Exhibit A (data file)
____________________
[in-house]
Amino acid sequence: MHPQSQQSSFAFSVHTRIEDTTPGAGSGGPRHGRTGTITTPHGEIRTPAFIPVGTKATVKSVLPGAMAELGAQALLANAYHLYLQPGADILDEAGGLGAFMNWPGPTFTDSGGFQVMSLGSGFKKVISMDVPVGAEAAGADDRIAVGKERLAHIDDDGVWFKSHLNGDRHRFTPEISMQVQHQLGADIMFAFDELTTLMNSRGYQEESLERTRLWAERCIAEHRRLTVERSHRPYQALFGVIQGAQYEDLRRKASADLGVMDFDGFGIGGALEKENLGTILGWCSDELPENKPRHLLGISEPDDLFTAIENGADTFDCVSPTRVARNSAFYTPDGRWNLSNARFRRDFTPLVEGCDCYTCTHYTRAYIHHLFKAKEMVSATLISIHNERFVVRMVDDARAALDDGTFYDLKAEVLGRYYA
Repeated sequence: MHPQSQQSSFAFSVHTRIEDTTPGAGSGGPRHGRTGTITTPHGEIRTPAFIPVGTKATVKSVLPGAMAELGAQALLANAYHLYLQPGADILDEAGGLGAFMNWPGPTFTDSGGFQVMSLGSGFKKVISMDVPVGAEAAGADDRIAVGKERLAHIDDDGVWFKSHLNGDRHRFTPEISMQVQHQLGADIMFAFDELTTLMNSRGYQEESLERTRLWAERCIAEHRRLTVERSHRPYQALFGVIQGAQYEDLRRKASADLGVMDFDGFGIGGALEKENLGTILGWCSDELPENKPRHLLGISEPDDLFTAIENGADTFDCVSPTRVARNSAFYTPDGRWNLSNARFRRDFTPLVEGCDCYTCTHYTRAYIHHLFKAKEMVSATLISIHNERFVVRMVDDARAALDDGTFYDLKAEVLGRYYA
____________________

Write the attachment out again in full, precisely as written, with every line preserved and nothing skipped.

[in-house]
Amino acid sequence: MHPQSQQSSFAFSVHTRIEDTTPGAGSGGPRHGRTGTITTPHGEIRTPAFIPVGTKATVKSVLPGAMAELGAQALLANAYHLYLQPGADILDEAGGLGAFMNWPGPTFTDSGGFQVMSLGSGFKKVISMDVPVGAEAAGADDRIAVGKERLAHIDDDGVWFKSHLNGDRHRFTPEISMQVQHQLGADIMFAFDELTTLMNSRGYQEESLERTRLWAERCIAEHRRLTVERSHRPYQALFGVIQGAQYEDLRRKASADLGVMDFDGFGIGGALEKENLGTILGWCSDELPENKPRHLLGISEPDDLFTAIENGADTFDCVSPTRVARNSAFYTPDGRWNLSNARFRRDFTPLVEGCDCYTCTHYTRAYIHHLFKAKEMVSATLISIHNERFVVRMVDDARAALDDGTFYDLKAEVLGRYYA
Repeated sequence: MHPQSQQSSFAFSVHTRIEDTTPGAGSGGPRHGRTGTITTPHGEIRTPAFIPVGTKATVKSVLPGAMAELGAQALLANAYHLYLQPGADILDEAGGLGAFMNWPGPTFTDSGGFQVMSLGSGFKKVISMDVPVGAEAAGADDRIAVGKERLAHIDDDGVWFKSHLNGDRHRFTPEISMQVQHQLGADIMFAFDELTTLMNSRGYQEESLERTRLWAERCIAEHRRLTVERSHRPYQALFGVIQGAQYEDLRRKASADLGVMDFDGFGIGGALEKENLGTILGWCSDELPENKPRHLLGISEPDDLFTAIENGADTFDCVSPTRVARNSAFYTPDGRWNLSNARFRRDFTPLVEGCDCYTCTHYTRAYIHHLFKAKEMVSATLISIHNERFVVRMVDDARAALDDGTFYDLKAEVLGRYYA